By Fahad Ahmad.

The principles and practices at Thousand Currents that centre on community self-determination set the foundation apart from its peers in the international development sector. The foundation stands as a paradigmatic case of an organization working to redefine conventional philanthropy and shift power into the hands of grassroots communities. Such an approach is even MO salient in light of the COVID-19 pandemic, which has disproportionately impacted the most vulnerable and marginalized communities.

How a power shift started

Originally named “IDEX,” Thousand Currents was founded in 1985 by former Peace Corps volunteers who were disillusioned by the paternalistic model of international development. It came into existence with a vision that grassroots communities should determine their own development priorities, and it sought to direct financial resources to community-led initiatives. This approach, though perhaps obvious now, was provocative during a time when development aid was dominated by conditional loans and structural adjustment programs.

At first, the foundation made small, sporadic, project-based grants, but after several years of funding projects, it realized that project-based support addressed only symptoms of social problems, not root causes. In the early 2000s, it switched to a trust-based partnership model bolstered by sustained, unrestricted grants to grassroots partners working to tackle root-cause issues in economic development, women’s rights and the environment in select countries in Africa, Asia and Latin America. Thousand Currents adopted an explicit strategy to support the long-term strategies and vision of its grassroots partners, not just alleviate their short-term financial needs.

Consider your own power and privilege as a funder

A decade later, Thousand Currents undertook another process of self-reflection and, rather unusually for a donor, asked its grassroots partners to evaluate its work. It heard from grassroots partners that they valued the organization’s partnership model based on trust, learning and mutual accountability, but they were surprised that the model was not more prevalent. They encouraged Thousand Currents to consider its own power and privilege as a Global North funder. In response, the foundation adopted a new theory of change and developed a stream of programming to encourage other philanthropic institutions to adopt trust-based, philanthropic approaches that centre on grassroots wisdom and community self-determination.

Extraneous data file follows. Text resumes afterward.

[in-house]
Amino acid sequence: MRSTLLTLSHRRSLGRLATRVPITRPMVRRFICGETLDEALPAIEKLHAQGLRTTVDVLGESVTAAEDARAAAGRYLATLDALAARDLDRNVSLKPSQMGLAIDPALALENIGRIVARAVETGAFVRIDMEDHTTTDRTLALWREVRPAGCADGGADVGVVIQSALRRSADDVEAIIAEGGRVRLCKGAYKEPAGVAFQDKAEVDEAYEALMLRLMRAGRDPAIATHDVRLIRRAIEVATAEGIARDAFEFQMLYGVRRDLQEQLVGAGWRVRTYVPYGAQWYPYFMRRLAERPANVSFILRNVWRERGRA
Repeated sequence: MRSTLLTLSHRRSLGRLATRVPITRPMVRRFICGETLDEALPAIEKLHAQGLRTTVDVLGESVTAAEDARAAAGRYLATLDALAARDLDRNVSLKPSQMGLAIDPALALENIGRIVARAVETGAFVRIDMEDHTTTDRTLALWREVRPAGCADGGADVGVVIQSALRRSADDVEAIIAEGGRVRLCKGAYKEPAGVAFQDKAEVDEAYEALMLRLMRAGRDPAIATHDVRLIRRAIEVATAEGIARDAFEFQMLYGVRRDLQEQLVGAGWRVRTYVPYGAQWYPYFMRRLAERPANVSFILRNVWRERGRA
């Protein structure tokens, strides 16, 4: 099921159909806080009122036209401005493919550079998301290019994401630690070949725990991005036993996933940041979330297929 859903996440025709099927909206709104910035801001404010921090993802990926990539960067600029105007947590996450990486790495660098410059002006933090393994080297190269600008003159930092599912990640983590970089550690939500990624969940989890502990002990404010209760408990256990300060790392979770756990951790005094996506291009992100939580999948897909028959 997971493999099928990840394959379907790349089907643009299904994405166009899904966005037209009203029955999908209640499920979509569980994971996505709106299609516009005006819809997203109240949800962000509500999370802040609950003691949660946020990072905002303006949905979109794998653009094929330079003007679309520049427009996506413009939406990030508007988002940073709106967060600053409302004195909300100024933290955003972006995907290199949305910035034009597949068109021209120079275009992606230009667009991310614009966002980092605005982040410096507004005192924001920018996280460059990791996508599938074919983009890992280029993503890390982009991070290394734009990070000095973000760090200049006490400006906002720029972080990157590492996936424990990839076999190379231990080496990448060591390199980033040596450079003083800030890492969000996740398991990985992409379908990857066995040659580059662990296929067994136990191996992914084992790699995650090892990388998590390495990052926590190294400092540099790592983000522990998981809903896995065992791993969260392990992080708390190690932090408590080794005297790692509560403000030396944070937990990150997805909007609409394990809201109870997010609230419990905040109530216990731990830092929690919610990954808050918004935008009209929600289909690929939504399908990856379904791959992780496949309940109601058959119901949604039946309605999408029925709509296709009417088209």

Thousand Currents believes that change begins from within. Since 2009, the foundation has been led by women of colour. Its Executive Director, staff and board members reflect the diversity of the communities they serve. In 2016, Thousand Currents embraced its current name to affirm that systemic change is possible when the power of “thousands” of donors meets the “currents” of grassroots leadership and locally led solutions.

Philanthropy can best serve communities by being nimble and flexible, and by allowing communities to determine their own priorities.

Fahad Ahmad is a board member of Thousand Currents, a public foundation in the U.S. that supports Global South grassroots organizations and movements led by women, youth and Indigenous Peoples. He’s an instructor in Carleton University’s Master of Philanthropy and Nonprofit Leadership program.

Click for the Next Story in the Power Series: Forcing a Power Shift Globally

Wednesday, October 7, 2020 in
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